State agencies told lawmakers in April that the ruling would cost more than $2.4 billion.
from Pearl Rains-Hewett
State officials have said the ruling, part of a decades-old legal battle tied to treaties dating to the mid-1800s, could cost billions of dollars — money the state doesn’t have.
The Associated Press
OLYMPIA — Washington state Attorney General Bob Ferguson is appealing a federal ruling ordering the state to fix culverts that block salmon passages.
The state on Tuesday filed a notice of appeal to the 9th U.S. Circuit Court of Appeals on theMarch 29 U.S. District Court ruling by Judge Ricardo Martinez that set up a timeline to fix hundreds of culverts around the state.
“The state remains committed to doing more to address fish passage barriers and will continue to do so as resources permit. The implications of the case, however, stretch beyond culverts. Issues of this magnitude deserve full and thoughtful appellate review,” said Attorney General Bob Ferguson in a statement.
State officials have said the ruling could cost billions of dollars — money the state doesn’t have.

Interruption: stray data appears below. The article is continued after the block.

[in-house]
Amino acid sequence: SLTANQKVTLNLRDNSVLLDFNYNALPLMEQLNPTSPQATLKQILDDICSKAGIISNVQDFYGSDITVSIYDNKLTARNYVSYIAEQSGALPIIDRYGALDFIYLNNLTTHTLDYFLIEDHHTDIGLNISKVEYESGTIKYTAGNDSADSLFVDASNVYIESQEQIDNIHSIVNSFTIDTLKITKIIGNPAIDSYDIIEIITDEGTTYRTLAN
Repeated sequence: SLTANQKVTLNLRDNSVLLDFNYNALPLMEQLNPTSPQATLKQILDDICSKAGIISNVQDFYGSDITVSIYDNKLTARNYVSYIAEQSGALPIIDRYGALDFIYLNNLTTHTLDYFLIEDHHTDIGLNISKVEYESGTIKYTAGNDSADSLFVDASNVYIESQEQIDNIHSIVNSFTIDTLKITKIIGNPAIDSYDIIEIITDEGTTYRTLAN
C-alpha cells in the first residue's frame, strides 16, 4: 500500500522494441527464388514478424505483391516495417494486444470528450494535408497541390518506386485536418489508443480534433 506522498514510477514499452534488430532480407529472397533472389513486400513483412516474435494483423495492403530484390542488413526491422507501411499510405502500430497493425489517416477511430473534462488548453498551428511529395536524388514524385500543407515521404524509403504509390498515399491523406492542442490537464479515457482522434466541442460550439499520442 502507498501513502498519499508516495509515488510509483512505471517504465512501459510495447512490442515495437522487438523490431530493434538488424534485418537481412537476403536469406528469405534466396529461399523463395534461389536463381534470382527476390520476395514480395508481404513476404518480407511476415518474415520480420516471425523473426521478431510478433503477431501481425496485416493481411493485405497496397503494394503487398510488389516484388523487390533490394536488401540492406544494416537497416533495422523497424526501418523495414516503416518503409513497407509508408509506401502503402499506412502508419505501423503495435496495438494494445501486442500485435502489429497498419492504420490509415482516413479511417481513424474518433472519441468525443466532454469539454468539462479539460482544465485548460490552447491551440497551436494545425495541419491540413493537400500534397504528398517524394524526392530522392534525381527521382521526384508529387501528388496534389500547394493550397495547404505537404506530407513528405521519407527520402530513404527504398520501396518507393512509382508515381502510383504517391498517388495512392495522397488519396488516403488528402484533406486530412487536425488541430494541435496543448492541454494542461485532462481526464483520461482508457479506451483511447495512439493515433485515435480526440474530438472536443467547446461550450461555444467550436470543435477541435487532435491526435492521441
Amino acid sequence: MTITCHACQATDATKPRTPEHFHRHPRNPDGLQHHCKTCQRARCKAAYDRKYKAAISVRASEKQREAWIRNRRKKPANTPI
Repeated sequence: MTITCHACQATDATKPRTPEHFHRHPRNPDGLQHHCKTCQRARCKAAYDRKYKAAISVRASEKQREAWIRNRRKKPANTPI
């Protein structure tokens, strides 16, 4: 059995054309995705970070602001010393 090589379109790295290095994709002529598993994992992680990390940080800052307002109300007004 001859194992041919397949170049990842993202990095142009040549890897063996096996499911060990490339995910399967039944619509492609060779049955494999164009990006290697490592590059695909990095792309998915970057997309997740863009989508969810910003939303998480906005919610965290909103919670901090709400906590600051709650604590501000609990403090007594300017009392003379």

The Martinez ruling is part of a decades-old legal battle tied to treaties dating to the mid-1800s. Tribes say the state has blocked salmon passage and contributed to the decline of fish harvests.
More than 20 tribes signed up for the legal action, including the Confederated Bands and Tribes of the Yakama Indian Nation, Tulalip Tribes, Makah Nation and Muckleshoot Indian Tribe.
Culverts are often built under roadways to allow streams to flow under them.
Martinez ordered the state to fix approximately 180 culverts on recreational lands by 2016 and more than 800 culverts under the Department of Transportation by 2030.
State agencies told lawmakers in April that the ruling would cost more than $2.4 billion. The state could meet the repair deadline imposed by Martinez, if the money is provided
Martinez said in his decision that the tribes have been harmed economically, socially, educationally and culturally because of reduced salmon harvests caused by state barriers that prevent fish passage. He compared spending on culvert correction with the overall Department of Transportation budget and said the state has the financial ability to accelerate the pace of its fixes over the next several years.